America’s police officers have an unforgiving job. Each day, these dedicated public servants risk their lives to protect and serve. Officers must deal with the erratic behavior of potentially dangerous criminals. For this reason, police departments have strict protocols for engagement.
But when officers ignore these protocols, bad things are prone to happen. It appears that may have resulted in one San Antonio being on life-support. Erik Cantu was sitting in his car in a McDonald’s parking lot. There was a passenger with him.
Cantu was eating a hamburger. San Antonio Police Officer James Brennard was responding to an unrelated incident. However, when he noticed Cantu’s vehicle, he thought it matched the description of a similar car that purposefully eluded him the previous day.
Brennard was a rookie officer. He had been a member of the San Antonio Police Force for less than one year. However, he should still understand department protocol for approaching a vehicle alone. Brennard chose to violate that departmental protocol.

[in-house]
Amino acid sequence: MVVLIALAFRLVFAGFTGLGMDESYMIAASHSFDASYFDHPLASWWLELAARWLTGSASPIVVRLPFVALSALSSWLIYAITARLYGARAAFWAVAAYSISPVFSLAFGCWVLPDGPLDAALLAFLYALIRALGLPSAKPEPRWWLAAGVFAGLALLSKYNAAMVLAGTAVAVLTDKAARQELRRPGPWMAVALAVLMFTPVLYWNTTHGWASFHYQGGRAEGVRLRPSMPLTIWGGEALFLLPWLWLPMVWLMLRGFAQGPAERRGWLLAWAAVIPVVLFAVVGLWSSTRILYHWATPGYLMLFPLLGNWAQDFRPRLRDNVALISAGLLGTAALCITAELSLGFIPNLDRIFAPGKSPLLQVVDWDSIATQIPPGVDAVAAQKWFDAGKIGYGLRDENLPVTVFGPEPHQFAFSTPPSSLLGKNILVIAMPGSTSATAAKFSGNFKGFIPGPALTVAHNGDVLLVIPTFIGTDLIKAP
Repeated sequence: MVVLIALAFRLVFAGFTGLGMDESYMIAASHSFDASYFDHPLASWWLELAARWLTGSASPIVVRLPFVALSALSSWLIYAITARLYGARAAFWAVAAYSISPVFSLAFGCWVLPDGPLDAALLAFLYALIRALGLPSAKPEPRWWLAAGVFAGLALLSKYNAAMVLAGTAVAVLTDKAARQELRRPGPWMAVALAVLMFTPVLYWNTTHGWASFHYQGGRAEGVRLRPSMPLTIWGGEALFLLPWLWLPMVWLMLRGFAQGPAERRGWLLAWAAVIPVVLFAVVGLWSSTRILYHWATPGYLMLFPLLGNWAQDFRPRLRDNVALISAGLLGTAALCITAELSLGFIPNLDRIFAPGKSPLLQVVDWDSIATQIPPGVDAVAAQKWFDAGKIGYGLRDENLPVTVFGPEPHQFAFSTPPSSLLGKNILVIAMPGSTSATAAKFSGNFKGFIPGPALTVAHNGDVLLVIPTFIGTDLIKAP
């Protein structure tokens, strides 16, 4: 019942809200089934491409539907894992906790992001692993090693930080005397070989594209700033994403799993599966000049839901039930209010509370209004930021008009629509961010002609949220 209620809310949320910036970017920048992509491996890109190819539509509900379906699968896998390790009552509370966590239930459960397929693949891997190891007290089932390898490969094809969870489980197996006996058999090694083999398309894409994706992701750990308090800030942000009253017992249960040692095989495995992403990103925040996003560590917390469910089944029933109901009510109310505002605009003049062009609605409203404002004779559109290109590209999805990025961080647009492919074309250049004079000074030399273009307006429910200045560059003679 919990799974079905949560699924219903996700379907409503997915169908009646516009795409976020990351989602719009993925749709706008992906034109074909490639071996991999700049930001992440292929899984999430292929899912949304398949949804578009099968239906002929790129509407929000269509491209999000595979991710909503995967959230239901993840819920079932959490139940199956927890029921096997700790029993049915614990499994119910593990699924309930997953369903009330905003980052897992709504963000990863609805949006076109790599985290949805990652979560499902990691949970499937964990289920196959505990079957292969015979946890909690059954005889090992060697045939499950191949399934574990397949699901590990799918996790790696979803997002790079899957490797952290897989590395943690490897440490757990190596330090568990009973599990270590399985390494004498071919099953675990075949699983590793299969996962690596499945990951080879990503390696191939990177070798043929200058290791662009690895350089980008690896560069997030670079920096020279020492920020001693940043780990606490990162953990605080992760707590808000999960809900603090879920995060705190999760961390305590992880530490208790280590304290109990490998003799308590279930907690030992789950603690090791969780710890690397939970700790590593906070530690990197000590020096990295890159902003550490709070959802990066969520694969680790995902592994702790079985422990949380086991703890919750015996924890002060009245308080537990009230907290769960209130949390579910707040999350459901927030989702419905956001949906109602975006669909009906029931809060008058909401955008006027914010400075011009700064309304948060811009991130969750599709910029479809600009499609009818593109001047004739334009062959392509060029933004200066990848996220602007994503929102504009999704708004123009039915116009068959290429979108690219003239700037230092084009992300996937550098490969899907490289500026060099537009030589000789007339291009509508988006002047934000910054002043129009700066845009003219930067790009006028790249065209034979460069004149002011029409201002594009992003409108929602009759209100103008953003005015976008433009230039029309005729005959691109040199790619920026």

Before backup could arrive, Brennard walked up to Cantu’s car. Cantu suddenly opened the driver’s side door. The officer ordered Cantu to get out of the car. Instead, he attempted to flee. Cantu slammed the car in reverse and struck Brennard with the open door.
Brennard opened fire. That’s where an unfortunate chain of events turned tragic. Other San Antonio officers arrive. They found Cantu’s car a short distance away. Cantu was wounded, but the passenger was unharmed. Cantu is now on life support. Brennard has been fired.
He has been charged with two counts of aggravated assault by a public servant. The Cantu family attorney spoke to FOX News. Despite reports that Cantu was doing well, he is not. He is on life support. The family says his condition is “still touch-and-go.” They’re requesting continued prayers.
The most important question is whether this young man will live. However, this bizarre case has presented more puzzling questions. Why did suddenly Cantu try to drive off? Not attempting to flee should be rule number one when being approached by law enforcement.
Nonetheless, why did Brennard violate departmental protocol? In lieu of some startling new evidence, it appears this officer overreacted. But why did he feel it necessary to open fire? There are thousands of good police officers. Sometimes they react in overzealous haste. Is this, sadly, one of those times?